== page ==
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Greek War of Independence (8)

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‘Hail, Liberty!’
Music: Edward Elgar
Kipling borrowed from the Greek Independence movement to give thanks for the end of the Great War.

WE knew thee of old,
Oh divinely restored,
By the light of thine eyes
And the light of thy Sword.

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Word Play

Adapted from textbooks used in Grammar Schools and Secondary Moderns from the 1920s to the 1960s.

Distinguish using sentences: Shall. Should.

Use as a noun and also as a verb: Lay. Call. Voice.

Use together in one sentence: Thy. Slow. Tear.

More games: Confusables. Spinner. Opposites. Verb or Noun? Active or Passive? Subject and Object. Adjectives. Word Classes.

The Lion of Piraeus
Music: John Jenkins
A marble statue in Venice bears witness to Europe’s long history of brave defeats and fruitless victories.

THE Arsenal at Venice is graced by two marble lions looted by Venetian commander Francesco Morsini from Piraeus, near Athens, in 1687. The lions, already a feature of the Greek port for fifteen centuries, were his trophies following a brief liberation of Athens and the Peloponnese from the Ottoman Empire.

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Word Play

Adapted from textbooks used in Grammar Schools and Secondary Moderns from the 1920s to the 1960s.

Distinguish using sentences: Bad. Badly.

Use as a noun and also as a verb: Advance. Force. Guard.

Use together in one sentence: Loot. As far as. Marble.

More games: Confusables. Spinner. Opposites. Verb or Noun? Active or Passive? Subject and Object. Adjectives. Word Classes.

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The United States of the Ionian Islands
Music: Nikolaos Mantzaros
The British liberated the Ionian islands from Napoleon, then gave them fifty happy years and the game of cricket.

AFTER the Ottoman Empire conquered Constantinople and much of Greece in 1453, the Ionian Islands were lucky. Most were under Venetian control, and flourished as part of a trading bloc which brought prosperity and respected local culture.

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Word Play

Adapted from textbooks used in Grammar Schools and Secondary Moderns from the 1920s to the 1960s.

Distinguish using sentences: Later. Latter.

Use as a noun and also as a verb: Trade. Make. Force.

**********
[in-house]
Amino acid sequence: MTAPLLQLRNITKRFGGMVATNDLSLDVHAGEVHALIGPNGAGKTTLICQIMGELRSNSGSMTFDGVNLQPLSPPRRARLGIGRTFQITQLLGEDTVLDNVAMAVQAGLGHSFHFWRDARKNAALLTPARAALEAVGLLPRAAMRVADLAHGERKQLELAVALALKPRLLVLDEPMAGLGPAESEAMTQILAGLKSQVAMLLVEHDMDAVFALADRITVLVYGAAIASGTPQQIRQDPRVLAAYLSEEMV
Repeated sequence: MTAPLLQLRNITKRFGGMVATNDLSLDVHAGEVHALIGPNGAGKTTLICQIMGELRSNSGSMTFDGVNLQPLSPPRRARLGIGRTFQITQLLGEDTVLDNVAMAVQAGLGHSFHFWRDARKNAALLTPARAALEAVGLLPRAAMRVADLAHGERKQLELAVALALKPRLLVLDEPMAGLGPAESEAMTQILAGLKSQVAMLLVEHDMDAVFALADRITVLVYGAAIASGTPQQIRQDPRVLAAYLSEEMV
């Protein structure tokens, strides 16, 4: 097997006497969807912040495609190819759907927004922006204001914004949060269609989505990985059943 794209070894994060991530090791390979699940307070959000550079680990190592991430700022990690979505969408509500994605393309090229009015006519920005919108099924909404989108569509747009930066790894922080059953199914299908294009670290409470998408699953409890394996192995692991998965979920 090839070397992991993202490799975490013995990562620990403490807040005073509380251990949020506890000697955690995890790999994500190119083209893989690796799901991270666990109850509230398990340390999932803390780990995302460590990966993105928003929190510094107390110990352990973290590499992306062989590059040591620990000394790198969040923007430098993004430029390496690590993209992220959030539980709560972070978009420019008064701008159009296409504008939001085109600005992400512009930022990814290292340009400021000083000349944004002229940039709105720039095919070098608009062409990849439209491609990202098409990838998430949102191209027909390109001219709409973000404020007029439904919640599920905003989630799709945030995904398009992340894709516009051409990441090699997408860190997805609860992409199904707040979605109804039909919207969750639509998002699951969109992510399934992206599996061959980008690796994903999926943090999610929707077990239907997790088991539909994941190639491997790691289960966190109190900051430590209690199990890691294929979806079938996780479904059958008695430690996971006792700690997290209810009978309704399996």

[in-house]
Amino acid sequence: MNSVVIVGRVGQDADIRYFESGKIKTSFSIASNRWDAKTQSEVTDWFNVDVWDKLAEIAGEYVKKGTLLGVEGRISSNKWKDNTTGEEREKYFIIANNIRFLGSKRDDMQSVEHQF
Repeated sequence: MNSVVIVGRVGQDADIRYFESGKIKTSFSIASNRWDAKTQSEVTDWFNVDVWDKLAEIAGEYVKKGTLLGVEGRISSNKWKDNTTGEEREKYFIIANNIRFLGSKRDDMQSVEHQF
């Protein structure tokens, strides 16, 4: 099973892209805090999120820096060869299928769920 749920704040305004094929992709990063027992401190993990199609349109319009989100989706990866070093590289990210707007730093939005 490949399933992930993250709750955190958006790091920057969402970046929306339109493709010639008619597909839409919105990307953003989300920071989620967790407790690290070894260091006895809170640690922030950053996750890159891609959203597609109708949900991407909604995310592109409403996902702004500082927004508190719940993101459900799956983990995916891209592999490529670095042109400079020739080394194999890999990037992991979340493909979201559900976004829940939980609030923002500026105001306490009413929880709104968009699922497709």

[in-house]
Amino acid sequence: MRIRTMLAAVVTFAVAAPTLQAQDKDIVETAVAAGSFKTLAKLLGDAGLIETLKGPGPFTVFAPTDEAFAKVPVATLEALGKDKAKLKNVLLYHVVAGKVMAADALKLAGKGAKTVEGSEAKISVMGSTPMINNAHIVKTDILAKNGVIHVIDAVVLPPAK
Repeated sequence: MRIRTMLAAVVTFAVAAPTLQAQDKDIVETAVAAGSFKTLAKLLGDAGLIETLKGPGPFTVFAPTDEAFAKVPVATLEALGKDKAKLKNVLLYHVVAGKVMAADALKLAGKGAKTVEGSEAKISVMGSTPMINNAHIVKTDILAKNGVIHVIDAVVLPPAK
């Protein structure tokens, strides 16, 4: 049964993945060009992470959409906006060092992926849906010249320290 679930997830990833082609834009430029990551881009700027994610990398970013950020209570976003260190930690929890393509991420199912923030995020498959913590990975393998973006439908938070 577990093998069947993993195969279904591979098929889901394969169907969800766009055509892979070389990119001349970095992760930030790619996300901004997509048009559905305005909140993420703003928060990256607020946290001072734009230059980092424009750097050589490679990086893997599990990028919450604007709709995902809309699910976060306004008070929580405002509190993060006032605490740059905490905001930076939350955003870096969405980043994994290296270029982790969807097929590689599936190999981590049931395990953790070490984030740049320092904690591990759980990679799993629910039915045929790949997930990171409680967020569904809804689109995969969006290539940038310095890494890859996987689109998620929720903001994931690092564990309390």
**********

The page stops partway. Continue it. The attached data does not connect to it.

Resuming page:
Use together in one sentence: Conquer. United. Much.

More games: Précis. Sevens. Jigsaw. Confusables. Spinner. Opposites. Verb or Noun? Active or Passive? Subject and Object. Adjectives. Word Classes.

Demetrius the Diver
Music: Muzio Clementi
A survivor of the infamous massacre of Chios in 1821 goes to Marseilles, but discovers he has not entirely left the Turks behind.

IN the port of Marseilles lived a poor Greek named Demetrius Omeros, who scraped together a living by diving for stray francs and copper sous. He had appeared in the city shortly after the massacre of Chios, but except for this and for living frugally on melon, bread and sour wine, little else was known of him.

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Word Play

Adapted from textbooks used in Grammar Schools and Secondary Moderns from the 1920s to the 1960s.

Distinguish using sentences: See. Notice. Watch.

Use as a noun and also as a verb: Sink. Slide. Commission.

Use together in one sentence: Appear. Copper. Live.

More games: Précis. Sevens. Jigsaw. Confusables. Spinner. Opposites. Verb or Noun? Active or Passive? Subject and Object. Adjectives. Word Classes.

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The Greeks, the Governor and the Potatoes
Music: Frederic Chopin
John Kapodistrias had an instinct for how a long-oppressed people might think.

SIR Walter Raleigh is said to have introduced potatoes to Elizabethan England, and Antoine-Augustin Parmentier is synonymous with their cultivation in 18th century France. In the case of Greece, the credit must go to John Kapodistrias, the country’s first Head of State following the revolution of 1821.

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Word Play

Adapted from textbooks used in Grammar Schools and Secondary Moderns from the 1920s to the 1960s.

Distinguish using sentences: Although. However.

Use as a noun and also as a verb: Field. Arm. Suspect.

Use together in one sentence: Soon. Empty. Delicacy.

More games: Précis. Sevens. Jigsaw. Confusables. Spinner. Opposites. Verb or Noun? Active or Passive? Subject and Object. Adjectives. Word Classes.

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Richard Church
Music: John Field
The headstrong Irish boy became part of the Greek resistance movement that won independence in 1832.

AT sixteen, Richard Church ran away from home in Cork and enlisted in the British Army. Later, he made a name for himself in the liberation of the Ionian Islands from Napoleon in 1809, and stayed on, as commanding officer of two new Greek regiments in British pay.

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Word Play

Adapted from textbooks used in Grammar Schools and Secondary Moderns from the 1920s to the 1960s.

Distinguish using sentences: Until. By.

Use as a noun and also as a verb: Rest. Rule. Train.

Use together in one sentence: Later. Rest. Revolution.

More games: Précis. Sevens. Jigsaw. Confusables. Spinner. Opposites. Verb or Noun? Active or Passive? Subject and Object. Adjectives. Word Classes.